By Gulu Punia
Successful headhunting can add significant value. But employers must be careful that they don’t become the hunted. As with any hunt, there are risks that may not be obvious. In the employment context, a Canadian employer may be on the hook for extended severance or risk an action from the previous employer for inducing a breach of the employment contract. The good news is that reasonable precautions can minimize these risks and result in happy hunting.
Recognition of previous service
One of the biggest risks for Canadian employers comes from an employee who’s recruited from secure employment. Such an employee may claim that previous service must be recognized by the new employer. This is particularly troublesome when the recruit is fired.
In the normal course, an employee’s length of service is a significant factor in determining entitlement to reasonable notice or pay in lieu. Canadian courts also have considered an employee’s previous employment when determining reasonable notice and have granted extended severance awards to employees who were recruited away from secure employment. That’s especially true if the new recruit had lengthy employment with the previous employer and a relatively short term with the new employer. As a result, employees who appear to be entitled to minimal notice, based on their length of service, may in fact be entitled to significantly more.
Luckily for employers, you can minimize the risk that previous service will be considered at the time of termination. A termination provision in an offer letter or employment agreement that complies with minimum provincial statutory requirements will work. Failing that, written acknowledgement by the employee at the time of hiring that his or her previous service isn’t being recognized for any reason, including reasonable notice entitlement, would work. Although not as effective as a termination provision, such an acknowledgement is preferable to doing nothing.
Inducing breach of contract
Another risk is an allegation by the disgruntled former employer that the employee was induced to breach the employment contract. This often arises where two employers are competitors.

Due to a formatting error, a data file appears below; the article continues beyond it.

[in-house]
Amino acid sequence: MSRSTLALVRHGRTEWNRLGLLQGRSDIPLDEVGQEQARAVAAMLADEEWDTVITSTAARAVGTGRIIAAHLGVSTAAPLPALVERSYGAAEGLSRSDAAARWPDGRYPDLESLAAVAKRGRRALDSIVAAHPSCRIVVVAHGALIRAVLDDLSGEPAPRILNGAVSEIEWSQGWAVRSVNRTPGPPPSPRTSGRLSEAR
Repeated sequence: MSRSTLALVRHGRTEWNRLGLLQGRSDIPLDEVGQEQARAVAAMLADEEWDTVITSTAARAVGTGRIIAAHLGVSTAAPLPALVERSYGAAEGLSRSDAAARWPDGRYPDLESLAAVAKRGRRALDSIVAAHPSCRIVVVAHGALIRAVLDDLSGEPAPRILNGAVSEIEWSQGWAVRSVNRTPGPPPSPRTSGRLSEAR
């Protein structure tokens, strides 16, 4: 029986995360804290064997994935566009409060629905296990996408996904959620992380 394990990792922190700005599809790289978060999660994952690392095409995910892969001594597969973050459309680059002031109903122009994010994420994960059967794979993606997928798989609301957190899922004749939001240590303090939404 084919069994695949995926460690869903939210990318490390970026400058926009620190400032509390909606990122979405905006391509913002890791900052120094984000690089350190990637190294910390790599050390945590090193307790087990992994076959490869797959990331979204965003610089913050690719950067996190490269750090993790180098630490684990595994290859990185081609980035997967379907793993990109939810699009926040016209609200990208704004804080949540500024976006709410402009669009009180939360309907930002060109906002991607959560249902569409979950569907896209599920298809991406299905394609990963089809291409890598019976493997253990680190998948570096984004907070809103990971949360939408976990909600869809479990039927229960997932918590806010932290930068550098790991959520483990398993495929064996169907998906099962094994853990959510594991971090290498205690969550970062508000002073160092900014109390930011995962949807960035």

Canadian courts understand that recruitment occurs and generally don’t interfere in the process. But if an employee breaches his or her employment contract, a court can hold the new employer responsible for resulting losses if it induced the breach. One example is where employers have induced a new employee to breach his or her obligation to give reasonable notice of resignation. As a recruiting employer, you should watch where you’re providing an incentive for the prospective employee to breach the notice requirement.
A more significant breach to induce is the breach of noncompetition obligations. Some employees have a common law obligation not to compete with or solicit clients from their previous employer. Some employees may also have contractual limitations on their ability to compete. Inducing a breach of noncompetition obligations has resulted in significant claims against employers.
The safest, but arguably impractical, approach is simply to require employees to comply with their perceived obligations not to compete or not to hire such employees at all. The difficulty is that it’s often unclear whether such obligations apply in the case of common law obligations, and courts often deem written noncompetition agreements unenforceable. Thus simply demanding that the employee not compete or forgoing the hire altogether may be a lost opportunity. Who wants to hire an employee who can’t compete? Rather than throwing the baby out with the bathwater, seek advice as to whether such obligations exist and if they’re enforceable. Then you can make an informed decision.
At the end of the hunt
Recruiting employees from competitors has the potential to provide significant benefits to employers. Conversely it also can result in increased severance awards and lawsuits from competitors. If done prudently, the risks facing a Canadian employer from the employee and competitors can be significantly reduced.
Contact the author, Gulu Punia